Campaigners working to overturn the conviction of Michael Ross have ruled out any collaboration with true crime author Wensley Clarkson on his book about the case.
Last Thursday, The Orcadian reported that writer Wensley Clarkson was hoping to gather information “from all sides” of the case, as part of research for a true crime book, and potentially a Netflix television series.
But, in a letter to this Thursday’s The Orcadian, J4MR campaigners explained that the group is “not in a position to collaborate with Mr Clarkson.”
Ross is currently serving a 25-year sentence for the murder of Shamsuddin Mahmood, who was shot dead at the Kirkwall restaurant where he worked on June 2, 1994.
Campaign group, Justice For Michael Ross (J4MR) believes that Ross, who was 15 years old at the time of
Inaugural Writers Conference Set for Apr. 6 in Selma NC
“Unbox Your Creativity” at the upcoming Johnston County Writers Conference, organized by the Johnston County Writers Group. Local author-speakers will impart their knowledge regarding writing and the publishing process.
Registration opens January 15, 2019 (today) for the Saturday, April 6, 2019, 8:30am-3pm conference. Morning sessions are limited to the first 35 registrants.
The fee to attend is $20 per person, which includes a box lunch from Hula Girl Cafe.
This inaugural conference will be held in the Selma Woman’s Club, 203 W Oak Street, Selma, North Carolina.
Conference information is online at www.jcartscouncil.org/community-events.html. To receive a registration form for the Johnston County Writers Conference, or with conference questions, contact Cindy Brookshire at 919.202.5990 or via
Early into the first episode of the new True Detective (a season that all but mandates the qualifier “much anticipated” every time it’s mentioned), two detectives — hard, angular men of a hard, angular country (in this case, the Arkansas Ozarks) — sit on tatty folding chairs and drink beers in front of a pile of gnarled, rusted-out junk cars. One of the men, Wayne Hays (Mahershala Ali) shoots his revolver at the rats scurrying along the junk cars. However, when his partner, Roland West (Stephen Dorff) points his gun at a fox, Hays stops him, because a fox is too clever and innocent an animal to idly kill. They don’t carry disease the way rats do.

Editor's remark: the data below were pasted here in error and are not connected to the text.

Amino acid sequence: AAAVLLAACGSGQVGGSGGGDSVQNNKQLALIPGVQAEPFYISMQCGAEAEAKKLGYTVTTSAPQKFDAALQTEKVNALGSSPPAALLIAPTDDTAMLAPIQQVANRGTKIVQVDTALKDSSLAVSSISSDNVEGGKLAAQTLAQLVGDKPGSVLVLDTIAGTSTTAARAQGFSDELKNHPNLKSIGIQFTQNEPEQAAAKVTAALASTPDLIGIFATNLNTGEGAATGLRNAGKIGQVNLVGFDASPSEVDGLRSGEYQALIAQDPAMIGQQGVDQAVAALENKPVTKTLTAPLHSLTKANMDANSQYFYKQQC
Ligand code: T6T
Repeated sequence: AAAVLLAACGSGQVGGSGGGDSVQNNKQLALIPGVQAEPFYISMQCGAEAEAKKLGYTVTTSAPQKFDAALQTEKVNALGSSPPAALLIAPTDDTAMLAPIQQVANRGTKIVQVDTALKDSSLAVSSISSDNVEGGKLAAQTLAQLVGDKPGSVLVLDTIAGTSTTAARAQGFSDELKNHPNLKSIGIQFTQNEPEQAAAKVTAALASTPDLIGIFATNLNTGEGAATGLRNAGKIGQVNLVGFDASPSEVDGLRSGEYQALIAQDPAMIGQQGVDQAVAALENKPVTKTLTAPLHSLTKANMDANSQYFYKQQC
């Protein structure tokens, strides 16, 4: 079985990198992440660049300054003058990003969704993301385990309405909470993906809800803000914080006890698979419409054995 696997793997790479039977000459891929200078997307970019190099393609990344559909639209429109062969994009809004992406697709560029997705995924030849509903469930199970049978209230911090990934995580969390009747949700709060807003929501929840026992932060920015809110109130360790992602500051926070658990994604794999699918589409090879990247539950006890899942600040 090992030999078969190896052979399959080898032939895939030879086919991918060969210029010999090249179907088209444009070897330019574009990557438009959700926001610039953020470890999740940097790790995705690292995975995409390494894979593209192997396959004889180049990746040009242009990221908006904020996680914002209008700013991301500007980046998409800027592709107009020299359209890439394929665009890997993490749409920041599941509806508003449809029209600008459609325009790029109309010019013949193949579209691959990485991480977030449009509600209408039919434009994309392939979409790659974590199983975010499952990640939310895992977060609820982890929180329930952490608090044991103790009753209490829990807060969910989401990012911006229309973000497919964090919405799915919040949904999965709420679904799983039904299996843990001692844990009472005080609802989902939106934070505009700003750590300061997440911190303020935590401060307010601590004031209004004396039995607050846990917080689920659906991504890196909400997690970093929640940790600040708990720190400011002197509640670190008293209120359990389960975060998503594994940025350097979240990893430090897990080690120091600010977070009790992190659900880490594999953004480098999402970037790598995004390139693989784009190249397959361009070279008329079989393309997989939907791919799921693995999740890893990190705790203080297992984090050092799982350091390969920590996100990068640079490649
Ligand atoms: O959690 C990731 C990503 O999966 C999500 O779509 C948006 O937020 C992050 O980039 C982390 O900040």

This scene may seem like it was tossed off to introduce the countrified grittiness of the setting
[Editor’s Note: The following review contains spoilers for “True Detective” Season 3, Episode 1, “The Great War and Modern Memory,” and Episode 2, “Kiss Tomorrow Goodbye.”]
After nearly three-and-a-half years off the air, “True Detective” is back, and it’s traveling back in time — again. The Season 3 premiere introduces Wayne Hays (Mahershala Ali) in three different timelines: In 2015, he’s a retired detective suffering from Alzheimer’s disease, who’s asked to remember what happened during a homicide case from 1980. In this, the oldest timeline, Wayne and his partner Roland West (Stephen Dorff) are tasked with solving a small-town murder: one boy dead, his sister missing — later, in 1990, it appears she’s alive.
These are the basics of creator, writer, and producer Nic Pizzolatto’s new season, but there’s far more going on than that. The premiere, titled “The Great War and Modern Memory,” is grounded in the anthology series’
A true crime author researching convicted murderer Michael Ross and the shooting of Shamsuddin Mahmood says television streaming service Netflix has shown interest in a six-part series on the story.
Writer Wensley Clarkson is looking for people to get in touch if they have any information which can help him produce a book about the case.
Mr Clarkson, whose interest in the 1994 murder was sparked when he visited the county several years ago, has returned to Orkney this month on a fact-finding mission.
The author, who hopes to gather information from all angles and viewpoints of the case, said: “I’ve been trying to get this on the go for a while. I realise that the build up in favour of Michael Ross,
Joseph DeAngelo, the man alleged to be the long-sought ‘Golden State Killer,’ has been cleared in the 1975 murder of 14-year-old Donna Jo Richmond in Exeter, California. Richmond was beaten, strangled and stabbed 17 times; Oscar Clifton, a convicted sex offender, was found guilty of the murder and sentenced to life in prison, where he died in 2013. The Richmond case was reexamined after DeAngelo, 73, was arrested last year and charged with 13 murders, including the 1975 murder of a college professor in nearby Visalia, while DeAngelo was employed as a police officer with the Exeter Police Department. According to the Tulare County District Attorney’s Office, a conviction review compared a partial DNA profile, developed from semen on the victim’s body, and found it to be inconsistent with DeAngelo’s DNA, but consistent with Clifton’s.
After the Sandy Hook Elementary School shooting on December 14, 2012, Newtown, Connecticut’s Box 58 at the Newtown Municipal Center was inundated with letters, cards, and ephemera. It was as if the letters—a “museum of grief” as Peter Applebome of The New York Times called them—represented the unbearable weight of losing 26 children and teachers. The estimated four shipping containers of written correspondence Newtown received became an additional burden for a town already moored in grief.
Ultimately, Newtown residents such as illustrator and designer Ross MacDonald, homemaker Yolie Moreno, former reference librarian Andrea Zimmermann, town historian Daniel Cruson, and many others, raced to photograph and preserve the half a million handwritten letters and cards sent, some of the most heart-rending letters written and illustrated by children, before they were incinerated. Thanks to volunteers, nothing sent to Newtown was thrown away before preservation, and what remained afterwards was incinerated and converted